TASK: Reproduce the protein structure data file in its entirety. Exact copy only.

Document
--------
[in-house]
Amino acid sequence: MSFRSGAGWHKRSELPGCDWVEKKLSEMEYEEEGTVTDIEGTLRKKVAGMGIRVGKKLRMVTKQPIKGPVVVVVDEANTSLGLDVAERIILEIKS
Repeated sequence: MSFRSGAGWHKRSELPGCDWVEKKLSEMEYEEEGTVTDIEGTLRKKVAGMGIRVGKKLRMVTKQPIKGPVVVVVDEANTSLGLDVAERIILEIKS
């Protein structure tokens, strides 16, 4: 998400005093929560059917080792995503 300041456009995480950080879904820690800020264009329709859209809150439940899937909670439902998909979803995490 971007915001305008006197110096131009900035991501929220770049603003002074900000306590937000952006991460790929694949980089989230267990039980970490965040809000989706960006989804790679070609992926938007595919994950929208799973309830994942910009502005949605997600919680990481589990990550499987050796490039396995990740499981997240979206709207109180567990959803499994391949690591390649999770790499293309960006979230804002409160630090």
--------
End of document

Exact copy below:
[in-house]
Amino acid sequence: MSFRSGAGWHKRSELPGCDWVEKKLSEMEYEEEGTVTDIEGTLRKKVAGMGIRVGKKLRMVTKQPIKGPVVVVVDEANTSLGLDVAERIILEIKS
Repeated sequence: MSFRSGAGWHKRSELPGCDWVEKKLSEMEYEEEGTVTDIEGTLRKKVAGMGIRVGKKLRMVTKQPIKGPVVVVVDEANTSLGLDVAERIILEIKS
């Protein structure tokens, strides 16, 4: 998400005093929560059917080792995503 300041456009995480950080879904820690800020264009329709859209809150439940899937909670439902998909979803995490 971007915001305008006197110096131009900035991501929220770049603003002074900000306590937000952006991460790929694949980089989230267990039980970490965040809000989706960006989804790679070609992926938007595919994950929208799973309830994942910009502005949605997600919680990481589990990550499987050796490039396995990740499981997240979206709207109180567990959803499994391949690591390649999770790499293309960006979230804002409160630090």